Micah and Repairers of the Breach:Spirituality and Social Justice Conference, was convened July 26, 2013, at Rebuilding Broken Places CDC 2105 North William Street, Goldsboro, North Carolina.[12]

Leaders in the social justice movement explore key justice issues & the responsibility of the church[13]


Rev. Dr. William J. Barber II, The Holy Spirit, Faith and Social Justice.


Lennon Lacey case

Al McSurely, Rev. William J. Barber II

The black teenager was found in a North Carolina trailer park, hanging from a swing set by a dog leash and a belt that were not his own. His mother said he showed no sign of suicidal thoughts, yet authorities quickly ruled that he had taken his own life.

Now the FBI is reviewing the investigation after Lennon Lacy's relatives and the NAACP raised doubts about the official findings, which the county coroner also questions.

"We don't know what happened that terrible night," said the Rev. William J. Barber II, president of the state NAACP chapter, on De. 12, 2014. "It is possible that a 17-year-old excited about life could commit suicide. The family is prepared to accept the truth. They're not prepared to accept this theory that's been posited with a rush to a conclusion of suicide so quickly. We have said there are far too many unanswered questions."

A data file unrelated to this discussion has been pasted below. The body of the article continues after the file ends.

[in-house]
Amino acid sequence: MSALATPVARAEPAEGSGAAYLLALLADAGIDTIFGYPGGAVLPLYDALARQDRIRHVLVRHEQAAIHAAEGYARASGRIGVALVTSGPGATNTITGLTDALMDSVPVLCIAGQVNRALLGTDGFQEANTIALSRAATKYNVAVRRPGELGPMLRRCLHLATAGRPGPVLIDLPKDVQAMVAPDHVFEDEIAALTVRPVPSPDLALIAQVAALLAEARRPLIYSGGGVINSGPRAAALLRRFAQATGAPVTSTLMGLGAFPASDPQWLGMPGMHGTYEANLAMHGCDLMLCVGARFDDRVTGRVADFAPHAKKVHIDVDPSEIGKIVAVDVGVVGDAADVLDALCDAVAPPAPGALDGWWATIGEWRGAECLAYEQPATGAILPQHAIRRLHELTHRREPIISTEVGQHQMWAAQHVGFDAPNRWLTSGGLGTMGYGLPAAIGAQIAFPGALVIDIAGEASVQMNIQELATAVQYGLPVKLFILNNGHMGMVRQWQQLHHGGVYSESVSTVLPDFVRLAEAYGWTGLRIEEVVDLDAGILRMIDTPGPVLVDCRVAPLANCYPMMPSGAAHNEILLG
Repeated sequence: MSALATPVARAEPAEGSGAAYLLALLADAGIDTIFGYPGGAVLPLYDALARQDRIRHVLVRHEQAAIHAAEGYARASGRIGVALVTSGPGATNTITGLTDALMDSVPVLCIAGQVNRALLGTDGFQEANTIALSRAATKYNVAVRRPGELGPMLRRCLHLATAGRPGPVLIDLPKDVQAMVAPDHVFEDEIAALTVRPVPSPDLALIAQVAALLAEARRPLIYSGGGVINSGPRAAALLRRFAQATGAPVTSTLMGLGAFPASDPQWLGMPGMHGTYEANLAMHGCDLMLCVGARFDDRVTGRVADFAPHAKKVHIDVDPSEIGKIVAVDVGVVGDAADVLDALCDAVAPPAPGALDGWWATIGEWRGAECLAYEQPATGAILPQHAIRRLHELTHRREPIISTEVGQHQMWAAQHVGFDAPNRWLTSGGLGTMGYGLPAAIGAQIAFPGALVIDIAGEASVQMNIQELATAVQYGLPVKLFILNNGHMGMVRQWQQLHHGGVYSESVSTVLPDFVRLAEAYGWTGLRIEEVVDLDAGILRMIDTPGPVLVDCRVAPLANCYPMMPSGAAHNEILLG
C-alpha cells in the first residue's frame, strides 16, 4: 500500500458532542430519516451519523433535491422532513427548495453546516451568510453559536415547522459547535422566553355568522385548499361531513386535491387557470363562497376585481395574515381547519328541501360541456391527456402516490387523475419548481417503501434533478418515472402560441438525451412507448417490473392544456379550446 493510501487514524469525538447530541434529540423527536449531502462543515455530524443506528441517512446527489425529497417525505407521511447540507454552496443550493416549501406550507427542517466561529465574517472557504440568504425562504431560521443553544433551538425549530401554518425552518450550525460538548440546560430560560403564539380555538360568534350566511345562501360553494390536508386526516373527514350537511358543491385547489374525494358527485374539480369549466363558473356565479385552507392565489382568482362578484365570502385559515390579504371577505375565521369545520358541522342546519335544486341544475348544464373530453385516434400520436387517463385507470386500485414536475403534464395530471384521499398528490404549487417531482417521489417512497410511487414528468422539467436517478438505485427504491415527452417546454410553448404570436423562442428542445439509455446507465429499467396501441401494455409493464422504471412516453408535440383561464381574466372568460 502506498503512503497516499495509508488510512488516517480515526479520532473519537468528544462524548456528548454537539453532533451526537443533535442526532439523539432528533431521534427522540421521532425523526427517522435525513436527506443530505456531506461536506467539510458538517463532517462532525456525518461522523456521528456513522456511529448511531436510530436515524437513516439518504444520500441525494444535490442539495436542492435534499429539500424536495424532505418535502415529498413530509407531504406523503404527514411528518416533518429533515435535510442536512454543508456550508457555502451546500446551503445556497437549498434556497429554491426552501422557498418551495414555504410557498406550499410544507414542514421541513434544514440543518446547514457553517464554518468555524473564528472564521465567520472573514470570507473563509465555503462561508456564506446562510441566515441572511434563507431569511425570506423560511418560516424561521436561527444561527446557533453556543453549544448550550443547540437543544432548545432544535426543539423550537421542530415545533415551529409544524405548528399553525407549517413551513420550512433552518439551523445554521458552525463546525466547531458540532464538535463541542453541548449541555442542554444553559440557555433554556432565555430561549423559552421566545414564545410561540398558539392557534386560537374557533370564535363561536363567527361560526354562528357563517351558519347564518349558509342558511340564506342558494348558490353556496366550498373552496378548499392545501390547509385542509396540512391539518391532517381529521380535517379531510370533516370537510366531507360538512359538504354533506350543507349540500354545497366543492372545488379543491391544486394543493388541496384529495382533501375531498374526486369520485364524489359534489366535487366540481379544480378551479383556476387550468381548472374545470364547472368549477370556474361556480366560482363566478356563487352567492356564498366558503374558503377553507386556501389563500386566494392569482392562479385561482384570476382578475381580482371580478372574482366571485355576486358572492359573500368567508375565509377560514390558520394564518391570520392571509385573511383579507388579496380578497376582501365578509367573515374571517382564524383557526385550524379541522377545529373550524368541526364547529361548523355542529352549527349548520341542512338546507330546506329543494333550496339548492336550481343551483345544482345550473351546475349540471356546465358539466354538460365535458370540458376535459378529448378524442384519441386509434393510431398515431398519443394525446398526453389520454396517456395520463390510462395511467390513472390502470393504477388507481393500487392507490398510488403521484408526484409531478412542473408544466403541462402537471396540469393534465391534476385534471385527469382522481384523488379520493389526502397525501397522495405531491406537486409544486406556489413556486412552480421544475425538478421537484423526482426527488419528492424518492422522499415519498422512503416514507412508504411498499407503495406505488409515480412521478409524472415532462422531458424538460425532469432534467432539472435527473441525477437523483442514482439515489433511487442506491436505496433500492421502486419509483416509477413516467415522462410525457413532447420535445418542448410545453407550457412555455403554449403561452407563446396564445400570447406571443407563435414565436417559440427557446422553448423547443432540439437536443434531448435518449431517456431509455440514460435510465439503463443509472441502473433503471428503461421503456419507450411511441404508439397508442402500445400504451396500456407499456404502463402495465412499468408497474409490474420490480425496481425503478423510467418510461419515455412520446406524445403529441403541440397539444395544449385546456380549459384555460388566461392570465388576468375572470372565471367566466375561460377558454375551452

Bladen County District Attorney Jon David said Friday that he also asked the FBI to review the case because the family and the NAACP said they had information that they would provide only to federal authorities. He said he had seen no evidence of foul play.

"Not only is the case open, but our minds are open," David said.

In the 911 call, the dispatcher advises the caller to try to get the person down in case he was still alive. When investigators arrived at the trailer park that the NAACP has described as predominantly white, the body was on the ground. Investigators told NAACP attorneys that one shoe was on the body and one was on the ground, said Al McSurely, a lawyer working for the NAACP.[15]

NAACP calls for Lennon Lacy investigation

December 11 2014, the North Carolina NAACP has called on top lawmakers in the state to join in calling for a new investigation into the death of 17-year-old Lennon Lacy, a black teenager who was found hanging from a swing set in August. An independent autopsy on the teen's body calls into question the police department's decision to record the death as a suicide.

Ahead of a rally scheduled for Saturday, the group’s president, Rev. William J. Barber II, announced Thursday the release of a letter to Sen. Richard Burr, a Republican, and Sen. Kay Hagan, a Democrat, as well as incoming Senator-elect Tom Tillis, a Republican, Rep. G.K. Butterfield, a Democrat, and North Carolina Gov. Pat McCoury.

Barber announced the appeal to lawmakers in a conference call with reporters as the chapter prepared to lead a march through the streets of Blandenboro, N.C., Lacy’s hometown.